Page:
Flip #3 · Uncategorized

Bathroom Vanity Makeover

No, I’m STILL not done with the laundry room/bathroom makeover.This project was initially slated to last 2-3 days. We’re in week 3. I should probably change the subject before I start cursing. Again.

The small areas of that room that I can control, I’ve feverishly been working on. One of those little areas–besides the Craigslist free cabinet–is the sink and vanity. Unlike most bathrooms, it has taller ceilings and there are cabinets above the vanity. Since this house is so small, those cabinets–however random they might be in today’s designs–are priceless!

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The great news about the cabinets is that they’re real wood and in pretty good shape. The hardware, on the other hand, had long since seen the end of its shelf life. So I started by removing all the hardware and doors. And after I got everything removed, I did something I hate. I changed my mind. Not about the vanity–no it needed a face lift–but about the paint color. Remember my estate sale paint? Even when I don’t love a color, I can learn to appreciate it if the price is right. And I tried with the estate sale paint. And I do love it in the guest room! But it just wasn’t right in the laundry room. It made the already smaller space seem even smaller.

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I didn’t want to spend any money on the paint, so I had about 1/4 gallon left from the kitchen. 1/4 gallon isn’t very much, but I streeeeetched every last drop. And guess what? It was the perfect amount to paint the room.

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After getting the paint situation taken care of, it was time to address the cabinets. They were originally white, but they didn’t look white at all. The 50 years of existence and use had left them yellowed with age. They were very dirty and yellowed.

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The sink cabinet was just as yellowed, and all of the hardware was either rusted or had been painted over. I really debated about keeping the cabinet pulls, because, as I’ve said, I want to use design choices that are reminiscent of the era of the house. But, in the end, they were just in too bad of shape. I know some people say you can spray paint cabinet hardware, but I’m never a fan. Ever piece of spray painted hardware I’ve seen looks just like painted hardware.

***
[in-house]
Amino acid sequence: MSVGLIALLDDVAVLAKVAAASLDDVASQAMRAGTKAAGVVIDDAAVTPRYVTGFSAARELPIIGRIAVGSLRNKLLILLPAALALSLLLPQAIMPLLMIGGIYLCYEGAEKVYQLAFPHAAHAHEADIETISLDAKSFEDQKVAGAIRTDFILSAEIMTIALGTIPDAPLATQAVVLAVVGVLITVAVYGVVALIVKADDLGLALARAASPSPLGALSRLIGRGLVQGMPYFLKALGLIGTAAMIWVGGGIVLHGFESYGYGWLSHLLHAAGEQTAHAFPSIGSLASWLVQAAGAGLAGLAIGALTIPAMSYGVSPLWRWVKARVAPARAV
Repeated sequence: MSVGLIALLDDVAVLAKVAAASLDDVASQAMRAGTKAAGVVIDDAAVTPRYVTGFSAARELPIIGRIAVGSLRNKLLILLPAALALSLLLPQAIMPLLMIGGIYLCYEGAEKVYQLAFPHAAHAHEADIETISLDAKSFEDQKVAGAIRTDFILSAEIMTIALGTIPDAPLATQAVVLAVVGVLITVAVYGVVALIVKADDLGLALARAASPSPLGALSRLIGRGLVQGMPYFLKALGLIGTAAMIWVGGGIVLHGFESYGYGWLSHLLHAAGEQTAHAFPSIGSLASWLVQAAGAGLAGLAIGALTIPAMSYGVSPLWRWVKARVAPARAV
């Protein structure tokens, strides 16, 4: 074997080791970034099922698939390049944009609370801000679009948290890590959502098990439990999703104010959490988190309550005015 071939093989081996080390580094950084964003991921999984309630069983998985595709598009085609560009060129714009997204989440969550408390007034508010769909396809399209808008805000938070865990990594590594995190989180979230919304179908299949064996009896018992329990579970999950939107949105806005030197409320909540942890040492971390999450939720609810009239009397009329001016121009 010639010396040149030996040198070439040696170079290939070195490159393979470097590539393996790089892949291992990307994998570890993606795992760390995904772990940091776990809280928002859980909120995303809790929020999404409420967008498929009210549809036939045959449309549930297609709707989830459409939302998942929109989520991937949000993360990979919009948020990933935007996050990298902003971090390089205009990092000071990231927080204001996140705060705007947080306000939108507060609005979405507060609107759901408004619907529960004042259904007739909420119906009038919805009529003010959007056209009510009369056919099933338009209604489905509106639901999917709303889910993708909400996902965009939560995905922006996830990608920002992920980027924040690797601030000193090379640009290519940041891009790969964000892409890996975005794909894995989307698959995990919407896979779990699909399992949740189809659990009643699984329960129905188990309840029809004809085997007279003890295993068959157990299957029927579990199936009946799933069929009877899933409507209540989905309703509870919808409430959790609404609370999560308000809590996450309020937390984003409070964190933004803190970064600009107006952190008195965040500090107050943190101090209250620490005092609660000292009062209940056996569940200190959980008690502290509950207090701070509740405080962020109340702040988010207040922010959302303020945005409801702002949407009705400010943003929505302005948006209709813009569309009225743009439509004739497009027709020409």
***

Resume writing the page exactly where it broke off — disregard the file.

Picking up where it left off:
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Luckily for me, they still make colonial style cabinet pulls! I was so pleasantly surprised when I went perusing Lowe’s for new cabinet pulls. I was expecting to have to pick a brand new style, but I love that I can keep the integrity & style of the original design. I opted to go with brushed nickel, though, to modernize the cabinets slightly.

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I used the same paint method as the laminate cabinet, and I’m so glad that I did! Just like with that cabinet, the finish is just perfect. I changed out the cabinet hinges for white ones. I opted to go with white instead of brushed nickel so that the hinges might blend in more with the cabinet instead of being such a stark contrast.